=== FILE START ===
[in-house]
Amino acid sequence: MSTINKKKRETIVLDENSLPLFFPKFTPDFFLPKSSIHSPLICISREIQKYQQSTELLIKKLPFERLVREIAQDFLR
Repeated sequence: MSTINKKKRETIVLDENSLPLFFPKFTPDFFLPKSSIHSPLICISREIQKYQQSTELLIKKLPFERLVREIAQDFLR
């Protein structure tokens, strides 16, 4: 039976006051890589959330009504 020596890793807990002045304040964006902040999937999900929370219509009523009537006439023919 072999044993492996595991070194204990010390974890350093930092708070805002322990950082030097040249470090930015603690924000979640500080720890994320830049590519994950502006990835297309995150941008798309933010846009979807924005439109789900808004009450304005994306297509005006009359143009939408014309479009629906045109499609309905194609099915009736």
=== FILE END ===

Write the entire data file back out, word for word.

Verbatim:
[in-house]
Amino acid sequence: MSTINKKKRETIVLDENSLPLFFPKFTPDFFLPKSSIHSPLICISREIQKYQQSTELLIKKLPFERLVREIAQDFLR
Repeated sequence: MSTINKKKRETIVLDENSLPLFFPKFTPDFFLPKSSIHSPLICISREIQKYQQSTELLIKKLPFERLVREIAQDFLR
């Protein structure tokens, strides 16, 4: 039976006051890589959330009504 020596890793807990002045304040964006902040999937999900929370219509009523009537006439023919 072999044993492996595991070194204990010390974890350093930092708070805002322990950082030097040249470090930015603690924000979640500080720890994320830049590519994950502006990835297309995150941008798309933010846009979807924005439109789900808004009450304005994306297509005006009359143009939408014309479009629906045109499609309905194609099915009736």